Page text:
Cows Have Best Friends fact

cows have best friends

Many of us have heard the claim that cows have best friends, leading us to wonder if these gentle giants share our capacity for emotional connections. We want to discover the evidence behind this claim and the truth.

Do cows form emotional bonds?

The claim that cows have best friends is rooted in scientific research. Studies have shown that cows are social creatures, forming strong bonds with specific individuals in their herd (1).

A study by Krista McLennan at the University of Northampton in the UK found that when cows were isolated from their preferred companion, they exhibited signs of stress, such as elevated heart rates and cortisol levels (2). When reunited with their preferred companion, these stress indicators decreased significantly, suggesting that cows experience emotional attachments to specific individuals (3).

Research by the University of British Columbia demonstrated that cows prefer specific individuals within their social group and tend to spend more time with these preferred companions (4).

The emotional lives of cows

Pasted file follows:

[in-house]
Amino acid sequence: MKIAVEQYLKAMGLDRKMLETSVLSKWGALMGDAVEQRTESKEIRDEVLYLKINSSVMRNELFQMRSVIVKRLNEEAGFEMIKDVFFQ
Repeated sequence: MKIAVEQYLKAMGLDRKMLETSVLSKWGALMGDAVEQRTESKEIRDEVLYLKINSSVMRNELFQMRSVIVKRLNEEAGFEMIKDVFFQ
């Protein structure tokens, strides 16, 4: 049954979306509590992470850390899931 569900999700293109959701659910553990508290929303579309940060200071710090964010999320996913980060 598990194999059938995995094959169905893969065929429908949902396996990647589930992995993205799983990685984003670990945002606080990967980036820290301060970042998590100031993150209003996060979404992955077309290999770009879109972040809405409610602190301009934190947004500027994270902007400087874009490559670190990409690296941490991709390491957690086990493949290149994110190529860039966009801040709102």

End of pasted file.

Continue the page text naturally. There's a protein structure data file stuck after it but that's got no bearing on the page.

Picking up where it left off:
Evidence suggests that cows form emotional bonds; sometimes, these connections are akin to “best friends.” This research contributes to our understanding of the complex emotional lives of animals and challenges the assumption that they lack the emotional depth found in humans.

Understanding the emotional lives of animals like cows can have practical implications for their welfare. For instance, researchers and farmers are now exploring ways to reduce stress in cattle by keeping them with their preferred companions (5).


The claim that cows have best friends is supported by scientific research. Studies have shown that cows form strong bonds with specific individuals within their social group, and these connections can reduce stress when they are together. This knowledge can improve the lives of these gentle creatures and empower us to treat them with the compassion they deserve.


  1. McLennan, K. M. (2013). Social bonds in dairy cattle: the effect of dynamic group systems on welfare and productivity. University of Northampton, UK.
  2. McLennan, K. M. (2013). Ibid.
  3. McLennan, K. M. (2013). Ibid.
  4. Von Keyserlingk, M. A. G., & Weary, D. M. (2007). Maternal behavior in cattle. Hormones and Behavior, 52(1), 106-113.
  5. McLennan, K. M. (2013). Ibid.

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Author: Walt Whitney

Walt Whitney is the co-founder of Dog Media Solutions. He is our head editor and is, along with his other founder Thomas DeMichele behind many popular websites, including,,...

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